Tag Archives: business practices

business practices

The Year In Review: Take Inventory Of Business Practices That Can Help The Bottom Line

As 2012 comes to a close, many of us begin thinking about personal resolutions we’d like to make and the things we would like to improve upon in the coming year. This time of reflection is also valuable for business owners and entrepreneurs. The year’s end is a good time to also examine a company’s business practices, policies and operations, and to consider changes that may help increase growth, improve efficiencies and contribute to a company’s future success.

The first step is looking at results and data from the current year to determine the effectiveness of current practices, systems and customer relations. Ask yourself what changes and improvements the company can make to improve operations and increase cash flow.

Review company policies and practices

Begin by reviewing your company’s credit, sales and collection policies. Look at each area, and identify ways you can potentially improve your process, so it can run more efficiently and profitably. Analyze daily tasks from start to finish, and ask questions. Can you centralize a process by product, task or client? Which makes more sense and improves efficiency?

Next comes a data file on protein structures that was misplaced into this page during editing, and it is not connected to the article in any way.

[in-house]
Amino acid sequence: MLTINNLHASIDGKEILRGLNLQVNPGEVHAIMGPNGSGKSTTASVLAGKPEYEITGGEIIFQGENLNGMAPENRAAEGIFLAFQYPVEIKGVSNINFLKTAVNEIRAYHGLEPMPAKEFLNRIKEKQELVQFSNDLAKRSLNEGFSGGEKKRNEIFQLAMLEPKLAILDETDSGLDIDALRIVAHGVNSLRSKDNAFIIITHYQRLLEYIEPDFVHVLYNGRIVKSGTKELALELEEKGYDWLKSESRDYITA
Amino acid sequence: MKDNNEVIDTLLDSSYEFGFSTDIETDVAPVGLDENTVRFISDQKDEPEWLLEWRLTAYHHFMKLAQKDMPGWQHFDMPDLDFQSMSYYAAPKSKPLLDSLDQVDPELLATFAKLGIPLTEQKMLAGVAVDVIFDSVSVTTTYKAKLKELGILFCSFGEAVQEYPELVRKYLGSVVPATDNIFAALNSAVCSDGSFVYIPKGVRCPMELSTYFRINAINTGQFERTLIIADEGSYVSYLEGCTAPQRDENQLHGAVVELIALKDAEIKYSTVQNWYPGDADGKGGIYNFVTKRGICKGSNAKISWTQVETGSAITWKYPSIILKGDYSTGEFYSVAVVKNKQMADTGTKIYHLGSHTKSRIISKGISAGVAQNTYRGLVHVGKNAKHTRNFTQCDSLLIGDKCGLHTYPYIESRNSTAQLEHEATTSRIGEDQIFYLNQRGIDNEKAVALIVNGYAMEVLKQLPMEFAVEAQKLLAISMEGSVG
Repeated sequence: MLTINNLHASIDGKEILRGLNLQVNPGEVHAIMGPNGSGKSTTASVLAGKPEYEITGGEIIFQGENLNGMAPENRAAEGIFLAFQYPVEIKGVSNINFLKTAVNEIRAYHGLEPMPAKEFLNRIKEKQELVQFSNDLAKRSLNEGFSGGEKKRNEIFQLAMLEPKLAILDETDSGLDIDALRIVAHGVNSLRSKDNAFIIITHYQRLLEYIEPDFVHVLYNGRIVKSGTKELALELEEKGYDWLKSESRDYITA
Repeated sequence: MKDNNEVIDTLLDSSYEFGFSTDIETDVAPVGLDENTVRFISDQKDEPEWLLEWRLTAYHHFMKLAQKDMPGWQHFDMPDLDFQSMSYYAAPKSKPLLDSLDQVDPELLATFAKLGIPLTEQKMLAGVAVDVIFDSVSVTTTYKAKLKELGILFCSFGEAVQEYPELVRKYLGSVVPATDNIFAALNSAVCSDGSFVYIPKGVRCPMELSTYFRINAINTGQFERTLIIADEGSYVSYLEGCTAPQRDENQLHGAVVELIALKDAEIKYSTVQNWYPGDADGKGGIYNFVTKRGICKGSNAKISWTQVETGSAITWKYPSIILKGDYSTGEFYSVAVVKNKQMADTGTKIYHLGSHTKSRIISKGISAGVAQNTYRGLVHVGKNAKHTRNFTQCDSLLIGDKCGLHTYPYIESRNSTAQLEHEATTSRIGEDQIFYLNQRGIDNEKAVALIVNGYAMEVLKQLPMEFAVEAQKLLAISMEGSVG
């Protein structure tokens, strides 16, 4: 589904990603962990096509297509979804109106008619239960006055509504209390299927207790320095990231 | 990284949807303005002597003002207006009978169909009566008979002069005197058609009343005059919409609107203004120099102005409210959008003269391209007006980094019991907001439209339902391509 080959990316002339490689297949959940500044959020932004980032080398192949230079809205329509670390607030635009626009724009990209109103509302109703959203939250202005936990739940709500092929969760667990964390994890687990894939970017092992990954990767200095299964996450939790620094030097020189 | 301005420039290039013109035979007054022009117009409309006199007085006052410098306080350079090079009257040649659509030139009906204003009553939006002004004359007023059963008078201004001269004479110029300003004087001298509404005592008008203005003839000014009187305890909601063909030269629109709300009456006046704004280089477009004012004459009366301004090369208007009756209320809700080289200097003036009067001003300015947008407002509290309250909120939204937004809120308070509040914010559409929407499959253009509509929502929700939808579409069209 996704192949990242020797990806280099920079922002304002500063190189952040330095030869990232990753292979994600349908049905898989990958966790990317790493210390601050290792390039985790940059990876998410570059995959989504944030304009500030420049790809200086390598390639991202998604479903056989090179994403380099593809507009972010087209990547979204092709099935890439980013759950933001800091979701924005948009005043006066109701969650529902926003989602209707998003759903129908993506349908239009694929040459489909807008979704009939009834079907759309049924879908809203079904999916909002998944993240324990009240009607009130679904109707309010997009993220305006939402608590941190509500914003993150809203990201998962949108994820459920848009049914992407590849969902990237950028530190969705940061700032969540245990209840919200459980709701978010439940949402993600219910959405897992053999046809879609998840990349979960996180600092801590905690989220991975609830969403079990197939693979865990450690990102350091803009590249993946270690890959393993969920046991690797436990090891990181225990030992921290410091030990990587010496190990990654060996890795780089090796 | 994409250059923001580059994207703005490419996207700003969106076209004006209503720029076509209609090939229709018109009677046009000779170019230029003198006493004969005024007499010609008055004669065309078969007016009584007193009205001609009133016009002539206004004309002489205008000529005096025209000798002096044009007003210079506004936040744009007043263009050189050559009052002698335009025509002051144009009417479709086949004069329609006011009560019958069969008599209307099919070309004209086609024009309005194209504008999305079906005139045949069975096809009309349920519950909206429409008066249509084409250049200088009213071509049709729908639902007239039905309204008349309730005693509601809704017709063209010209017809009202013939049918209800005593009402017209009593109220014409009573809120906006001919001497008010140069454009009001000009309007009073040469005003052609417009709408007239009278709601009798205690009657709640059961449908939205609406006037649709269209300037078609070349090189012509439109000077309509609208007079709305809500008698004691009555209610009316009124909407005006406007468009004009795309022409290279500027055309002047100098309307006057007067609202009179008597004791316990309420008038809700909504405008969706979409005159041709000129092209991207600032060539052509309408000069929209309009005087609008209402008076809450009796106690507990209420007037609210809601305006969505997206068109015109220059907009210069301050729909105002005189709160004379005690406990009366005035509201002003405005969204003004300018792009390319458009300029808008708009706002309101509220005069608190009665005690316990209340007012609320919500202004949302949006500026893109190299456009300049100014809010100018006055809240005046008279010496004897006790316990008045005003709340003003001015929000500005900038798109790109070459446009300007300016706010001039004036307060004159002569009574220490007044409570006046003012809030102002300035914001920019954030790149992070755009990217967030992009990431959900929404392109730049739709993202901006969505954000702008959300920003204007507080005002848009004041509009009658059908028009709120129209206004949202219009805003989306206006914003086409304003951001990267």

Then, once you fine-tune the process, document it. Develop an internal procedure and policy manual for employees to refer to and update as needed. This will streamline your internal and external practices and improve the consistency in delivery of your product or service, which will help improve profits.

Review your customer’s payment efficiency

Do you know how to evaluate if your clients are profitable? It’s important to evaluate how your team’s time is being spent. Some clients are more demanding and, thus, require more time. If this is the case, are you charging for the additional attention or is the client actually costing your firm time and money? In some cases, it may be more cost effective to resign the account.

To help determine the profitability of a client, track the average hours spent on each client per month, and review this on a quarterly basis. Doing so can quickly uncover high-maintenance clients and allow management the opportunity to review pricing to determine if the required yield is being met. After all expenses are allocated and subtracted from the revenue from each client, it is easy to then conduct a comparison of the clients and evaluate each quarter.

Review your receivables